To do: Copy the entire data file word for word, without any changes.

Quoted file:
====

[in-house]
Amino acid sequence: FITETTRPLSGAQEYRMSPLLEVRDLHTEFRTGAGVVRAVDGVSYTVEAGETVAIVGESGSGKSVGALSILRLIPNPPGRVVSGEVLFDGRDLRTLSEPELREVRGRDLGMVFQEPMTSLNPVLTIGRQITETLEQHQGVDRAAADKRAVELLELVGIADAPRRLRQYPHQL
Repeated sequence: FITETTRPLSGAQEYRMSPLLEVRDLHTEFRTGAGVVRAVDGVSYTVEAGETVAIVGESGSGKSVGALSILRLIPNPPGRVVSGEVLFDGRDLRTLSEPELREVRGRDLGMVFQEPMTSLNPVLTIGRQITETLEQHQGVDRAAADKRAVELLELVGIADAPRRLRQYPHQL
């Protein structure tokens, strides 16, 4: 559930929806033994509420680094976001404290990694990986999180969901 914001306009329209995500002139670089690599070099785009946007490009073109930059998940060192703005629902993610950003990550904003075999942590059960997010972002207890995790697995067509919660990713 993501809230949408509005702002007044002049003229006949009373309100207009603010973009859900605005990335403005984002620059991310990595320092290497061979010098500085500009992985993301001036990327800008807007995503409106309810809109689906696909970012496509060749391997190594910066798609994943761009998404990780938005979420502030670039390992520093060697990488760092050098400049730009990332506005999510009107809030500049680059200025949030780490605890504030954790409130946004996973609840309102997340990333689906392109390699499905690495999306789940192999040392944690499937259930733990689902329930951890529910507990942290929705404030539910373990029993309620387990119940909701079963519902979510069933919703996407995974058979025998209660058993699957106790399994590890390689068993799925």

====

[in-house]
Amino acid sequence: FITETTRPLSGAQEYRMSPLLEVRDLHTEFRTGAGVVRAVDGVSYTVEAGETVAIVGESGSGKSVGALSILRLIPNPPGRVVSGEVLFDGRDLRTLSEPELREVRGRDLGMVFQEPMTSLNPVLTIGRQITETLEQHQGVDRAAADKRAVELLELVGIADAPRRLRQYPHQL
Repeated sequence: FITETTRPLSGAQEYRMSPLLEVRDLHTEFRTGAGVVRAVDGVSYTVEAGETVAIVGESGSGKSVGALSILRLIPNPPGRVVSGEVLFDGRDLRTLSEPELREVRGRDLGMVFQEPMTSLNPVLTIGRQITETLEQHQGVDRAAADKRAVELLELVGIADAPRRLRQYPHQL
């Protein structure tokens, strides 16, 4: 559930929806033994509420680094976001404290990694990986999180969901 914001306009329209995500002139670089690599070099785009946007490009073109930059998940060192703005629902993610950003990550904003075999942590059960997010972002207890995790697995067509919660990713 993501809230949408509005702002007044002049003229006949009373309100207009603010973009859900605005990335403005984002620059991310990595320092290497061979010098500085500009992985993301001036990327800008807007995503409106309810809109689906696909970012496509060749391997190594910066798609994943761009998404990780938005979420502030670039390992520093060697990488760092050098400049730009990332506005999510009107809030500049680059200025949030780490605890504030954790409130946004996973609840309102997340990333689906392109390699499905690495999306789940192999040392944690499937259930733990689902329930951890529910507990942290929705404030539910373990029993309620387990119940909701079963519902979510069933919703996407995974058979025998209660058993699957106790399994590890390689068993799925």